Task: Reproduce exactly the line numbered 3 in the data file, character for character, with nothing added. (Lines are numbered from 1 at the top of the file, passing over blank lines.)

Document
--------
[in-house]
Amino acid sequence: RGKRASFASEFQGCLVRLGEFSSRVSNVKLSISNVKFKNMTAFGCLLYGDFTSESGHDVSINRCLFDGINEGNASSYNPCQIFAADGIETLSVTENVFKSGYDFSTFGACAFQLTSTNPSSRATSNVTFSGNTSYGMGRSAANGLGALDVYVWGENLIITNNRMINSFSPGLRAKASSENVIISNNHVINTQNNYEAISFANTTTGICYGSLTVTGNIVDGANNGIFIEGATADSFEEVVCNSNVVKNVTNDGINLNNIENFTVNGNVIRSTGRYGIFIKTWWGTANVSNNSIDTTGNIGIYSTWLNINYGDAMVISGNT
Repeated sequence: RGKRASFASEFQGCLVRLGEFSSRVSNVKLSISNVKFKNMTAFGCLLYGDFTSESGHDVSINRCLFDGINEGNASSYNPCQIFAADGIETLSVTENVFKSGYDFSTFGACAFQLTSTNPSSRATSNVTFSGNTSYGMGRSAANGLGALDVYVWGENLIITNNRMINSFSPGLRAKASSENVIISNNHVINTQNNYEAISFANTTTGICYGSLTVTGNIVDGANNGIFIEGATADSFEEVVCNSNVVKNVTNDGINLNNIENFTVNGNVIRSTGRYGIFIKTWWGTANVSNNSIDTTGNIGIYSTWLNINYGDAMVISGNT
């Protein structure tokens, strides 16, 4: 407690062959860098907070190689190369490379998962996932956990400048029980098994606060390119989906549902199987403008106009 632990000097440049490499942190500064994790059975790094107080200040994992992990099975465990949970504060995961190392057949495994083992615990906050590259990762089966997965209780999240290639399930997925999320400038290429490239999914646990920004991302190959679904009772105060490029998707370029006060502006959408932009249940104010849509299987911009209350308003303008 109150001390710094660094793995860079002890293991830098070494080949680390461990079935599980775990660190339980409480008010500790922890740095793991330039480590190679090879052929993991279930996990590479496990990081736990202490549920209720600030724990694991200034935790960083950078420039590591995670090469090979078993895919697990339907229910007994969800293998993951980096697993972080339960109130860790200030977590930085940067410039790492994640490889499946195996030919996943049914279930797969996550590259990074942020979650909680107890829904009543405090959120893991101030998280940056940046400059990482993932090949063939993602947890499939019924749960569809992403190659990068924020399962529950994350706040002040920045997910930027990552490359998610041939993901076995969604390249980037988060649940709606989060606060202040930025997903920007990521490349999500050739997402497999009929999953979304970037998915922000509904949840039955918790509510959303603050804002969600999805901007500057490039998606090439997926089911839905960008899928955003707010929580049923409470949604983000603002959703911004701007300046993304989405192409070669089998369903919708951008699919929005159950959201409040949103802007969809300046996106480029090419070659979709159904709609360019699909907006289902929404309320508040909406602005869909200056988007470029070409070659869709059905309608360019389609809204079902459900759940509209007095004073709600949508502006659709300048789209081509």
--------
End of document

Repeated sequence: RGKRASFASEFQGCLVRLGEFSSRVSNVKLSISNVKFKNMTAFGCLLYGDFTSESGHDVSINRCLFDGINEGNASSYNPCQIFAADGIETLSVTENVFKSGYDFSTFGACAFQLTSTNPSSRATSNVTFSGNTSYGMGRSAANGLGALDVYVWGENLIITNNRMINSFSPGLRAKASSENVIISNNHVINTQNNYEAISFANTTTGICYGSLTVTGNIVDGANNGIFIEGATADSFEEVVCNSNVVKNVTNDGINLNNIENFTVNGNVIRSTGRYGIFIKTWWGTANVSNNSIDTTGNIGIYSTWLNINYGDAMVISGNT